We found that significant negative impacts occur if sequestration is not accounted, the ETS remains unlinked and agriculture is priced. Competitiveness, in turn, is not significantly affected if sequestration is accounted, regardless of the linking scheme of the ETS.

Study finds boosting farm yields to restore habitats could create greenhouse gas ‘sink’

New research has shown that emissions from the UK farming industry could be largely offset by 2050 if agricultural yields were increased and coupled with expanding the areas of natural forests and wetlands.

The study suggests these habitats would act as a carbon ‘sink’ – sucking in and storing carbon – by increasing forest cover from 12% to 30% of UK land over the next 35 years (close to that of France and Germany, but still less than the European average) and restoring 700,000 hectares of wet peatland,

This could be enough to meet government targets of 80% greenhouse gas reduction by 2050 for the farming industry. Agriculture currently produces around 10% of all the UK’s damaging greenhouse gas emissions.

The new woodlands and wetlands would be more than just a carbon sink, say researchers. They would help support declining UK wildlife – including many species of conservation concern – provide more areas for nature recreation, and help to reduce flooding.

But to make space for habitat restoration, and to meet rising levels of food demand, land sparing would depend on increases in farm yields, so that food needs can be met from less farmland.

The study, published this week in the journal Nature Climate Change, is the first to show that land sparing has the technical potential to significantly reduce greenhouse gas emissions at a national scale.

“Land is a source of greenhouse gases if it is used to farm fertiliser-hungry crops or methane-producing cattle, or it can be a sink for greenhouse gases – through sequestration. If we increase woodland and wetland, those lands will be storing carbon in trees, photosynthesising it in reeds, and shunting it down into soils,” said senior author Prof Andrew Balmford, from Cambridge University’s Department of Zoology.

“We estimate that by actively increasing farm yields, the UK can reduce the amount of land that is a source of greenhouse gases, increase the ‘sink’, and sequester enough carbon to hit national emission reduction targets for the agriculture industry by 2050,” he said.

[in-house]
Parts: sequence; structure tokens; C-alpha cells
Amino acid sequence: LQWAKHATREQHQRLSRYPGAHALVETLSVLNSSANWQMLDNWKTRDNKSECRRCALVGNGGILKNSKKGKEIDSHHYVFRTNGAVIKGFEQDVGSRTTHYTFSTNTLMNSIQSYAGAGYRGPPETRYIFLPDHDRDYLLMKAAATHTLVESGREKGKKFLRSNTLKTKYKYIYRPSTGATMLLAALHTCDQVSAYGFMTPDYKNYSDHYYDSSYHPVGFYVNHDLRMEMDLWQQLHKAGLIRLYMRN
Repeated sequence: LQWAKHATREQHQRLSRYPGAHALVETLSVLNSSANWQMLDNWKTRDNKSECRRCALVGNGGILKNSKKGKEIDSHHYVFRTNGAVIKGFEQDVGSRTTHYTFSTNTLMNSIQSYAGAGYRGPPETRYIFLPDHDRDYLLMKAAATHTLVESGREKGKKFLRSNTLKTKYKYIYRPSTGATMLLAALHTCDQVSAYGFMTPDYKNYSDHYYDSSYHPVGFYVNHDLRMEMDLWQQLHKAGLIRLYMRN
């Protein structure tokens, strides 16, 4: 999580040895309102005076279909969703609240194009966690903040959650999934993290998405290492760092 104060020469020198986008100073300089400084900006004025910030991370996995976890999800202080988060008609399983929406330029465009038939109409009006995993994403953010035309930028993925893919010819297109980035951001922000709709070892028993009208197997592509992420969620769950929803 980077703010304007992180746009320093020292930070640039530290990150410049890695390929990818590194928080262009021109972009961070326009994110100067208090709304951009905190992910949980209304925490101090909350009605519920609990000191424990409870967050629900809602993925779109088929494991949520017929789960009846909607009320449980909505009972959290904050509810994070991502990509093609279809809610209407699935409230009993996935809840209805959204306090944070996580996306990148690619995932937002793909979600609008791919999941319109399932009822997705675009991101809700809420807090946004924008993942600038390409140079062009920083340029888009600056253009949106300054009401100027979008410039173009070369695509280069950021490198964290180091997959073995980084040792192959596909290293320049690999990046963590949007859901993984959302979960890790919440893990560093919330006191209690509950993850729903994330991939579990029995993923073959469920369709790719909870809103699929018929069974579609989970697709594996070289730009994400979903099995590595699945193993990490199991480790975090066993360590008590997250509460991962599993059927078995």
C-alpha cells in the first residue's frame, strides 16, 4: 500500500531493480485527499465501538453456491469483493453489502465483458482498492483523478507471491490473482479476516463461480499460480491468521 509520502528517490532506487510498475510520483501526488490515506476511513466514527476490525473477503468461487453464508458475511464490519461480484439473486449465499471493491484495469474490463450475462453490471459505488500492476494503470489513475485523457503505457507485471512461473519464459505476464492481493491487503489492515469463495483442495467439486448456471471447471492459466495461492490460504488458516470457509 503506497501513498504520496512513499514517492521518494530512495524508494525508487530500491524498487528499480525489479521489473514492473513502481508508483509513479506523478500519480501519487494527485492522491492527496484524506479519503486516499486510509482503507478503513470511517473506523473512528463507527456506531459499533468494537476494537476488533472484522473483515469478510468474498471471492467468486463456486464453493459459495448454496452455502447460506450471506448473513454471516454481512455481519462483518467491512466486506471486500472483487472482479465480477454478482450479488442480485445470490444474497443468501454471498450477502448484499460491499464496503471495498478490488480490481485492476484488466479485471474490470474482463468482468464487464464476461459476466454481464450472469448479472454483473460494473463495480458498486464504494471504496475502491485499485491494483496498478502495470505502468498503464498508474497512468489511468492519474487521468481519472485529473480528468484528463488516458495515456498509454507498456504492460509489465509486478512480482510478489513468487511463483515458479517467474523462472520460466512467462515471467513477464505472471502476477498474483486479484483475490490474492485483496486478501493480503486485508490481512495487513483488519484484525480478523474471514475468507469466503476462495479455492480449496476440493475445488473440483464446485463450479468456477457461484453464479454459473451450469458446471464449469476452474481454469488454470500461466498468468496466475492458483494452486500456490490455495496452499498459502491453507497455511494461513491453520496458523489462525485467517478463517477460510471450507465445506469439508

The study originated from a workshop run as part of the new Cambridge Conservation Initiative, which convened leading experts and asked them to “look into their crystal balls”, says Balmford.

“We wanted to know what food yield increases they reckoned were achievable in the 2050 timescale across crop and livestock sectors,” he said.

The project included researchers from the Universities of California, Bangor, Aberdeen, East Anglia, the Royal Society for the Protection of Birds, Forestry Commission, Rothamsted Research, ADAS UK Ltd and Scotland’s Rural College (SRUC).

The potential they identified included improving farm management and optimising breeding programmes to produce plants that are better at capturing soil nutrients, sunlight and water, and to produce more efficient animals that produce less methane.

The researchers then used these and other data to produce a series of modelled scenarios that projected long-term farm yields. Scenarios ranged from yield declines through to sustained yield growth that averaged 1.3% per year until 2050.

If yields rise, the area of farmland required for food production can decline – allowing countryside to be spared. By converting spared land back to natural habitats of woodland and wetland, which would have been a large portion of the UK’s native land cover in the past, a carbon sink is created that the research suggests could come close to cancelling out agricultural emissions in just a few decades.

Dr Toby Bruce, co-author from Rothamsted Research, said:

“The current findings show the value of land sparing for reducing greenhouse gases. To allow this productivity needs to increase on the remaining land, for example, by minimising crop losses to pests, weeds and diseases or by improving crop nutrition.”